Deposits should be created DAILY! This means that a deposit report from your PM software should be generated after all payments are posted for the day, and this report should be compared to the reconciled credit card receipts, cash and checks. Some PM softwares will suggest that you have two types of deposit reports and I agree – one that shows actual monies taken to the bank (cash and checks) and a different report for credit cards and electronic transfers (if you have any from the insurance companies). 

When does your business team actually take the deposit to your bank? This depends on the hour that your bank closes. If your business team can balance and prepare the deposit and take it to the bank at the end of the day, that is just fine. If you take it daily, that is fine too. Some offices take it to the bank the next morning. Whichever option you choose, be consistent. If the deposit is made the next morning, it will have that date on the bank statement, even though the deposit is actually from the previous day in your computer. Same if the deposit is made the same day.

The Daily Deposit
The first deposit report from your PM software should be printed and kept in a binder or saved as a pdf file. This deposit report should match the total cash and checks that are taken to the bank. The old-fashioned duplicate deposits are still the best way to manage and balance. The deposit slip is prepared with the following information: the TOTAL of the checks, the TOTAL of the cash and then the TOTAL of the deposit. There is no reason to itemize each check – that is why you have a report from your PM software. The bank does not need this information.

When the deposit is presented to the bank teller, a receipt is given back. This receipt should be attached to the “yellow” carbonless copy of the prepared deposit in your deposit book in the office. Do not remove both copies when the deposit slip is prepared, only the original that is added with the cash and checks.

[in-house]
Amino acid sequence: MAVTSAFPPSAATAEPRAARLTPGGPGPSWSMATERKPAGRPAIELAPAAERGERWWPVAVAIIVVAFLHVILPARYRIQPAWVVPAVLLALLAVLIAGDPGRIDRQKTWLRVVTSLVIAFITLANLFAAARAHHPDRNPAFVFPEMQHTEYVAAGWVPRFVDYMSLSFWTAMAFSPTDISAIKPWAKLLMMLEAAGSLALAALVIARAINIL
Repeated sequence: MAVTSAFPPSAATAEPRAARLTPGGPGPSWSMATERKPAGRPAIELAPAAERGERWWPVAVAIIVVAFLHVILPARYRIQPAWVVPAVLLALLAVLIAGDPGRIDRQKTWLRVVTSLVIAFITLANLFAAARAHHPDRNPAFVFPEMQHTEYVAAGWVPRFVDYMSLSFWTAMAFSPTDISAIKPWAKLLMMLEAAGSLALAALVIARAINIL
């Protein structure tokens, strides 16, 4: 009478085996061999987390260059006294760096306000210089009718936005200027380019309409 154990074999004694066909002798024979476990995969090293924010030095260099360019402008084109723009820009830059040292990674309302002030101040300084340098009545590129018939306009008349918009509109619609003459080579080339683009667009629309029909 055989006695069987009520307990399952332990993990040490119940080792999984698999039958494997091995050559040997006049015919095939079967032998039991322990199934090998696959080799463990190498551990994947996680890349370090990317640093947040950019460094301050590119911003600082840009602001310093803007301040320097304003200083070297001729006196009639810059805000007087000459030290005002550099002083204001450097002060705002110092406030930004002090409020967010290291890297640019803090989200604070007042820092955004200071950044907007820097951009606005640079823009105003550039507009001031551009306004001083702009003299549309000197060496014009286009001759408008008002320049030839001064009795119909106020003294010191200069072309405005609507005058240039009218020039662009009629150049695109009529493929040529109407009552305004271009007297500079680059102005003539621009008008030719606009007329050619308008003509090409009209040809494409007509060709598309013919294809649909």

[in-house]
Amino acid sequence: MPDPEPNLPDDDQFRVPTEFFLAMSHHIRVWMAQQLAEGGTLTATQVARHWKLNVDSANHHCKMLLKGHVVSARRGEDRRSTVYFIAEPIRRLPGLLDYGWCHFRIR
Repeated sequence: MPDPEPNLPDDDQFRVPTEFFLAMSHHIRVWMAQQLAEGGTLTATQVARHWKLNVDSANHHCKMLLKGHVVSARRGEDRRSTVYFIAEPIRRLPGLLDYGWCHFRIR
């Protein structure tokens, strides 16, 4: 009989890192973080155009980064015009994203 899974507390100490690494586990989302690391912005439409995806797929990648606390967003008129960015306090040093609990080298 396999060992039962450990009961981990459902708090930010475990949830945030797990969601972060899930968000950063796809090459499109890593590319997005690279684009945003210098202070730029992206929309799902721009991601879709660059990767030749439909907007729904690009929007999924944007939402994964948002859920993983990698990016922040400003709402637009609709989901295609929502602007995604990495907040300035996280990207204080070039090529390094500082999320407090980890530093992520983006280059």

The second deposit report illustrates the total credit card payments and should also balance with all the signed receipts from the patients in the office, any telephone receipts generated and made by mail AND the close-out of the credit card machines. If you have more than one credit card machine, each machine must be closed out and the totals of the machines reconciled to the second report. This is very important. All of the receipts and credit card machine close-outs should be attached to the report showing that it all balances. If it does not, something is wrong. Fix it ASAP!

The Bad News
You still won’t balance unless you don’t accept credit cards. Credit cards don’t settle for 2-5 days (depending on the credit card company), so your totals for credit card payments made during the last 2-5 days of the month will be off. This means when you are comparing your bank statement or P&L to your PM deposit for the month (or the collections or payment report), your balance will be off by those credit card payments that were posted in your office the last couple of days. You will need to manually pick up the credit card payments for those last few days on next month’s statement or P&L.

Happy Balancing!

If you would like more information on how McKenzie's Consulting Coaching Programs can help you implement proven strategies, email info@mckenziemgmt.com

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Belle DuCharme, CDPMA
Instructor/Consultant
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Power Words for Effective Communication
By Belle DuCharme, CDPMA

Dear Belle,
I have a problem. I am the Office Manager of a small practice and my duties include making hiring decisions and speaking with other employees about being late, taking time off, etc. I feel like no one takes me seriously and they go over my head to the doctor. How do I get the respect that I need?